Commercial Fertilizer Purchased
About this indicator
Fertilizer is a primary source of nitrogen and phosphorus and often reaches surface and groundwater systems through farm or urban/suburban runoff or infiltration. Implementing best management practices and employing precision agriculture methods to ensure appropriate fertilizer application can significantly reduce fertilizer nitrogen and phosphorus use and runoff. This indicator shows the average amount of fertilizer, in terms of tons of nitrogen and phosphorus, purchased by states each year for both farm and non-farm purposes, excluding liming materials, peat, potting soils, soil amendments, soil additives, soil conditioners, and livestock manure. The averages were calculated from yearly data spanning the 2000-2009 time period.
Average fertilizer purchased by states per year, and reported in terms of nitrogen (N) and phosphorus (P2O5) content. Fertilizer information is reported by state fertilizer control offices and excludes livestock manure, liming materials, peat, potting soils, soil amendments, soil additives, and soil conditioners.
(tons of N/year)
(tons of P2O5/year)
Note - P2O5 is 44% phosphorus. By convention, the amount (or analysis grade) of phosphorus in fertilizers is expressed in this oxide form. Additionally, The Association of American Plant Food Control officials have developed a uniform state fertilizer bill which says that available P2O5 must be guaranteed by the manufacturer and so the guaranteed analysis of phosphorus must be expressed in the oxide form.
Source: Commercial Fertilizers annual data, 2000 - 2009, maintained by the Association of American Plant Food Control Officials for The Fertilizer Institute.
Download the Fertilizer data table (excel) (2 pp, 12 K)
Source of Data
1. Commercial Fertilizers annual data, 2000-2009, maintained by The Association of American Plant Food Control Officials, Inc. for the Fertilizer Institute.
Data source information
Data are from the 2000-2009 Commercial Fertilizers databases, maintained by the Association of American Plant Food Control Officials (AAPFCO) for The Fertilizer Institute. Fertilizer data for the July-June year (the “fertilizer year” or FY) are reported by state fertilizer control offices. The data presented are a 10-year average of commercial fertilizer nitrogen and phosphorus purchased by each state. A 10-year average was considered to provide a less-biased estimate of fertilizer application than a single year.
What to consider when using these data
Most of the information presented here is derived from fertilizer consumption data, in terms of sales or shipments, submitted by state fertilizer control offices to AAPFCO. Cases where alternative methods were used by AAPFCO or state agriculture departments to obtain or report data were:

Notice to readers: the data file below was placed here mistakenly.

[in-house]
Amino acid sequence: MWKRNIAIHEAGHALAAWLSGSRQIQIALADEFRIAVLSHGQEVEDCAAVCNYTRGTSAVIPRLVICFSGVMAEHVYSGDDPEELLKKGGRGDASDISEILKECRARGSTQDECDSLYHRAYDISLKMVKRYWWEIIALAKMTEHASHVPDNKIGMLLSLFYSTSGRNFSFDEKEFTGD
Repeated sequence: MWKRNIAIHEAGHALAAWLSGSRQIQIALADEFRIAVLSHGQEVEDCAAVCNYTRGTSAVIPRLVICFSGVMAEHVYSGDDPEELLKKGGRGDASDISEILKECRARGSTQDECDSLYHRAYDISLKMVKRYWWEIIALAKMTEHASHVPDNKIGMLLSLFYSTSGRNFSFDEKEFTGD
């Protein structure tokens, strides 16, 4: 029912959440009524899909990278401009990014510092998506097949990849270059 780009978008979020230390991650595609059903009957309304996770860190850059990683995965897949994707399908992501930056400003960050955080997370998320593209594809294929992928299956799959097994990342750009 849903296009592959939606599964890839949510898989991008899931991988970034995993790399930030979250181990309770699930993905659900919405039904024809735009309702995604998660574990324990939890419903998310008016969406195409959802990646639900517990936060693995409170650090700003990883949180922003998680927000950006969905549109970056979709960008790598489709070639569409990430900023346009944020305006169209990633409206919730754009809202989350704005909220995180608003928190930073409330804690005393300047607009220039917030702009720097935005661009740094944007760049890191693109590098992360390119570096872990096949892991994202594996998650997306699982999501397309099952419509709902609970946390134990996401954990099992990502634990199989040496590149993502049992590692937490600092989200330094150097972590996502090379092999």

- Estimation of fertilizer purchased in CO for half of FY 2000 (Jan-Jun), in UT for years 2008 and 2009, in AL for years 2000, 2001, and 2004, and for all 10 years in AK, HI, ME and WY. For these states, the AAPFCO estimates reported and used in this dataset were based on data from the last year reported (CO; UT, 2008; AL; AK and HI, 2000-2008), and in some cases adjusted on a yearly basis based on the weighted average of the change in the reported tonnage from surrounding states (ME and WY, 2000-2009; UT, AK, and HI, 2009). For the AK and HI 2009 estimates, 36 “surrounding” states were used.
- Estimation of fertilizer purchased in AL for 2002 and 2005-2009 based on income from inspection fees.
- Estimation of fertilizer grade (and thus amounts of phosphorus vs. nitrogen) when states did not report this information for some or all mixed fertilizers. This included non-farm fertilizers in CA, all mixed fertilizers in GA, NC, and AL, and all mixed fertilizers in AZ from 2001-2006.
Additionally, users should consider that the rate of delivery of nitrogen and phosphorus from land-applied fertilizer to streams is dependent on the amount, timing, and placement of application, as well as best management practices to minimize runoff from fields.
References and links to other data sources
1. Ruddy, B.C., D.L. Lorenz, and D.K. Mueller. 2006. County-level estimates of nutrient inputs to the land surface of the conterminous United States, 1982–2001: U.S. Geological Survey Scientific Investigations Report 2006-5012.
2. Jasinski, S.M., Kramer, D.A., Ober, J.A., and Searls, J.P. 1999. Fertilizers – Sustaining Global Food Supplies: U.S. Geological Survey Fact Sheet 155-99.
3. U.S. Department of Agriculture Economic Research Service. Fertilizer Use and Price Datasets.
5. U.S. Geological Survey. 2006. National Land Cover Database.